The Blue Jays finished the month of June with a 15-13 record and sit with a 43-33 record in total for the season. The offence seemed to be clicking, the bullpen struggled and part of the rotation looked really good. I thought it would be good to see how rotation did as a whole over the month, so here is a look at the Good, the Bad and the Ugly for the starting rotation in June.
Alek Manoah – 4-1, 2.56 ERA, 1.08 WHIP
When the season started, Alek Manoah was positioned in the four spot in the rotation, but that was due to the strategy of splitting up the two left-handed starters. Many believed Manoah was really the number three guy in the rotation, but that is no longer the case as he has jumped out as the Ace of the group.
Manoah has the front of the rotation mentality as he always wants to go deeper into games. During the month Manoah gave the club five quality starts and in two of those appearances left the game after the sixth inning without surrendering a run. Manoah was very impressive against the suddenly surging Baltimore Orioles on June 13 when got through the sixth inning on just 86 pitches while allowing just two base runners, however, with the New York Yankees series up ahead and the Blue Jays out to a commanding 10-0 lead he was pulled to rest up for the next start.
Alek Manoah has not just been the Ace of the Blue Jays rotation, but he is in the running to start the All Star Game and compete for the AL Cy Young.
Manoah allowed just two home runs over almost 39 innings on the month and is making a strong case to be the starting pitcher at the 2022 All-Star Game.
Ross Stripling – 3-1, 1.75 ERA, 0.82 WHIP
It is just a small sample size, but since Ross Stripling moved into the starting rotation there is nothing more you could have asked from the 32-year old. The Blue Jays picked up wins in all but one of his five starts and is consistently getting through five innings on a reasonably low pitch count. In his first start in the rotation, Stripling tossed five scoreless innings allowing just one base runner against the Kansas City Royals on just 56 pitches. As he had not yet build up the arm durability for the season he was pulled after five innings.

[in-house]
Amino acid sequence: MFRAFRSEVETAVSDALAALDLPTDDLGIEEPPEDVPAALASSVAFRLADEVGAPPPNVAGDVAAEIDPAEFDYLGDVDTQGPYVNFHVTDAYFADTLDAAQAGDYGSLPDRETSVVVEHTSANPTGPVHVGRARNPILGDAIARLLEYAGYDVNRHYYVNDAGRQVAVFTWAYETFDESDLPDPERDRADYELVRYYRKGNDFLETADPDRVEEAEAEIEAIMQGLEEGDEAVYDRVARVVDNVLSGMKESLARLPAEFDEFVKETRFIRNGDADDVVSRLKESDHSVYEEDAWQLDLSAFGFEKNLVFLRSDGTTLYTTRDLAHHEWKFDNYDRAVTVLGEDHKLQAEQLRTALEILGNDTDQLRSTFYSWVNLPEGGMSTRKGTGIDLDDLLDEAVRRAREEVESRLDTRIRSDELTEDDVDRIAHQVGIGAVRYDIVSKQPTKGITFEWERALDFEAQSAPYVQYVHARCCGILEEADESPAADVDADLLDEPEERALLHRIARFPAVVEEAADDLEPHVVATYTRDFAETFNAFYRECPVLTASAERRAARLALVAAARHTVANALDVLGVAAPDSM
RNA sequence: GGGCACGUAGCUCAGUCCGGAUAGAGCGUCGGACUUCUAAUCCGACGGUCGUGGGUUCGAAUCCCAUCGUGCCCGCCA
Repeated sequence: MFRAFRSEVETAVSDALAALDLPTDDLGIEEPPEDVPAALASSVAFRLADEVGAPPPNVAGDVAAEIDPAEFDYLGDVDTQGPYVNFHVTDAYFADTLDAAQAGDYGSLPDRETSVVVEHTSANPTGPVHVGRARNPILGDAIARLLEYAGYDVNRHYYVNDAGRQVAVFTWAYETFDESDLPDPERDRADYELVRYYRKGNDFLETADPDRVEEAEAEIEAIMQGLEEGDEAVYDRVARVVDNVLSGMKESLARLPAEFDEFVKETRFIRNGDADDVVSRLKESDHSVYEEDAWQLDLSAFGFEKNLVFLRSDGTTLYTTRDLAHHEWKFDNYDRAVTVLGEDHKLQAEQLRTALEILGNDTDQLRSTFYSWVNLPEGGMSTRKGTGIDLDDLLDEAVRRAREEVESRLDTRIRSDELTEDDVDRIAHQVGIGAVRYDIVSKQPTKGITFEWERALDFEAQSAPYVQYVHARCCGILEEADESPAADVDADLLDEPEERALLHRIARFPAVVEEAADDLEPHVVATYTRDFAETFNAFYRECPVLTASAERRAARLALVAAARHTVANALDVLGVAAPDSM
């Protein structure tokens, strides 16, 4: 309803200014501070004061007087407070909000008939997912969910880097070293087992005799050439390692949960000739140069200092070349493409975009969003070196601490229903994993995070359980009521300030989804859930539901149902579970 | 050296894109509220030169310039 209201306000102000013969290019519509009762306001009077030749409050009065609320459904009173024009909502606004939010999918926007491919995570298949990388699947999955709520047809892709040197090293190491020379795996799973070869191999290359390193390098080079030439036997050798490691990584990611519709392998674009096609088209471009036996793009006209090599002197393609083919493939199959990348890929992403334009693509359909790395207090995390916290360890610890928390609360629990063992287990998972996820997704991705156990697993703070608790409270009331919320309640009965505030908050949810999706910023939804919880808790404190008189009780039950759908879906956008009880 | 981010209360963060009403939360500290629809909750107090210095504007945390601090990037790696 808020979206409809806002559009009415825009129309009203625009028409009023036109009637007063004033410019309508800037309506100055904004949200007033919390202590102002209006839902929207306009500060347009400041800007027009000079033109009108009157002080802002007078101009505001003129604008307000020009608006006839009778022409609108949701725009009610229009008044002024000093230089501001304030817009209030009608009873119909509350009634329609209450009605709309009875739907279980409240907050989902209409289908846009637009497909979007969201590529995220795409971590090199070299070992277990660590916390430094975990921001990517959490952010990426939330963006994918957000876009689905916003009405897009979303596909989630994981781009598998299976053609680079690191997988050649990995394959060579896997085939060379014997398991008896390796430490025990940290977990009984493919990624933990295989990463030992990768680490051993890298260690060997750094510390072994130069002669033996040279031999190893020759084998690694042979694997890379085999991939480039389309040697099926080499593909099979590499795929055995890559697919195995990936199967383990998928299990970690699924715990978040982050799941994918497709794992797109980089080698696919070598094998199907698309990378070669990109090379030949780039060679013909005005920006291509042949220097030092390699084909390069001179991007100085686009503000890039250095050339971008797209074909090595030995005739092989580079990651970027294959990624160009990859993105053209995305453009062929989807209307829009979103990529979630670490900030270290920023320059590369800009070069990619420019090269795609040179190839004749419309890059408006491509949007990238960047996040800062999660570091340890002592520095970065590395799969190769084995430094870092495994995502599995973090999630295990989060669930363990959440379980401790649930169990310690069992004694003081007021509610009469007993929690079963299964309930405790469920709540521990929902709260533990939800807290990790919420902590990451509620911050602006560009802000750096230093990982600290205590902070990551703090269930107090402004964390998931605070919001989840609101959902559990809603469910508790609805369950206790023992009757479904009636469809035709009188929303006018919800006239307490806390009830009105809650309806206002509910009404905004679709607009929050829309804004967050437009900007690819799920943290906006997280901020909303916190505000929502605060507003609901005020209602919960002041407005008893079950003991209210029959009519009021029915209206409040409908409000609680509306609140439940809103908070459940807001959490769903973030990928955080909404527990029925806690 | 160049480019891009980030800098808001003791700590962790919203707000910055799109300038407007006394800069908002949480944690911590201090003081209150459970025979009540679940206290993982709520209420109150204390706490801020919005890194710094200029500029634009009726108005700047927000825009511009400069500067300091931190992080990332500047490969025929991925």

With his addition to the rotation, the Blue Jays now have a hole to fill in the bullpen, however he is getting deeper into games which means less work for the bullpen. In his most recent start against the Boston Red Sox, Stripling tossed five innings on just 81 pitches and his longest outing had him up to 87 pitches against the Chicago White Sox, which means he could start getting into the 90-pitch range. Here is hoping he keeps building on his success.
Kevin Gausman – 1-3, 3.96 ERA, 1.68 WHIP
I was back and forth with Gausman’s results for the month; at first glance you see the team lost four of his five starts, he had an ERA of nearly four, and his WHIP was way too high at 1.68. However, three of his five appearances were quality starts, he twice threw over 100 pitches and a couple of the losses were more about a lack of offensive support. If you separate his three quality starts from his two weaker outings his numbers look like:
Three Quality Starts: 19 IP, 21 K, 1.42 ERA, 1.26 WHIP
Two Subpar Starts: 6 IP, 6 K, 12.00 ERA, 3.00 WHIP
What gives even more excitement on his month is over his last two starts he has pitched a total of 13 innings and allowed just two runs while striking out 17, including a seven inning shutout performance against the Boston Red Sox where he struck out 10.